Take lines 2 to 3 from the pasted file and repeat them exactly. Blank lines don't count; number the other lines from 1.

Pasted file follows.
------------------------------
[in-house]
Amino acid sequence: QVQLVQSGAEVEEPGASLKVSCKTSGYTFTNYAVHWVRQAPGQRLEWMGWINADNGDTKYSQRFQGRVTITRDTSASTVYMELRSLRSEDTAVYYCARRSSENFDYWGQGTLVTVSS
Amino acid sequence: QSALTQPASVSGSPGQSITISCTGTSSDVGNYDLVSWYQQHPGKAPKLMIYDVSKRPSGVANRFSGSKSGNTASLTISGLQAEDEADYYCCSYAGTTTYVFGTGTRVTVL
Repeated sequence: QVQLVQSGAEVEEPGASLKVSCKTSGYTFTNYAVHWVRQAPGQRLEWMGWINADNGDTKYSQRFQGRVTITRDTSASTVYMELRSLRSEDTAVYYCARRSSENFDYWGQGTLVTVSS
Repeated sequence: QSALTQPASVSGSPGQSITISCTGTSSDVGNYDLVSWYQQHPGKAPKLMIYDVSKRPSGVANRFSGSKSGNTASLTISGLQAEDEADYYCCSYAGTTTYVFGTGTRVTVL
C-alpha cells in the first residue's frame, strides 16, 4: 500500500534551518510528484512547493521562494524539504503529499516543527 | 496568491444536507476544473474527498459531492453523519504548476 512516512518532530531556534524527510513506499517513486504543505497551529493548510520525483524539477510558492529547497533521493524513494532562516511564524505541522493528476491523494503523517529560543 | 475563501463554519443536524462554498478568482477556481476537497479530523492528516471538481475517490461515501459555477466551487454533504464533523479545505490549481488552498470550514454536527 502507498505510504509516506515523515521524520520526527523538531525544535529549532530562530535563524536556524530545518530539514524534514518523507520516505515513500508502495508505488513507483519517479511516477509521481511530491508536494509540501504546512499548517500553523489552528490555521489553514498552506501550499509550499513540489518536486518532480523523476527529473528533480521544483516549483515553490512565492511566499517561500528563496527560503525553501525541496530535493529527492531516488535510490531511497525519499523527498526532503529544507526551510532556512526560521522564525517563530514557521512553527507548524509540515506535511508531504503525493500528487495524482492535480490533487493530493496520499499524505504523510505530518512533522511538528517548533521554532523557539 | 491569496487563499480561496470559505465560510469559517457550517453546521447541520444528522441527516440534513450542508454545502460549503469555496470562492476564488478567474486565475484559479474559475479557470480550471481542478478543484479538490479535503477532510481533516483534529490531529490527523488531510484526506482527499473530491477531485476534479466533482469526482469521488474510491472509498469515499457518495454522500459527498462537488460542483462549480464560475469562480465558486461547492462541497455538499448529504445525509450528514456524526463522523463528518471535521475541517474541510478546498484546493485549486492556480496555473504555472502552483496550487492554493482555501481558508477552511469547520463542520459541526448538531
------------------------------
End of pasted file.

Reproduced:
Amino acid sequence: QVQLVQSGAEVEEPGASLKVSCKTSGYTFTNYAVHWVRQAPGQRLEWMGWINADNGDTKYSQRFQGRVTITRDTSASTVYMELRSLRSEDTAVYYCARRSSENFDYWGQGTLVTVSS
Amino acid sequence: QSALTQPASVSGSPGQSITISCTGTSSDVGNYDLVSWYQQHPGKAPKLMIYDVSKRPSGVANRFSGSKSGNTASLTISGLQAEDEADYYCCSYAGTTTYVFGTGTRVTVL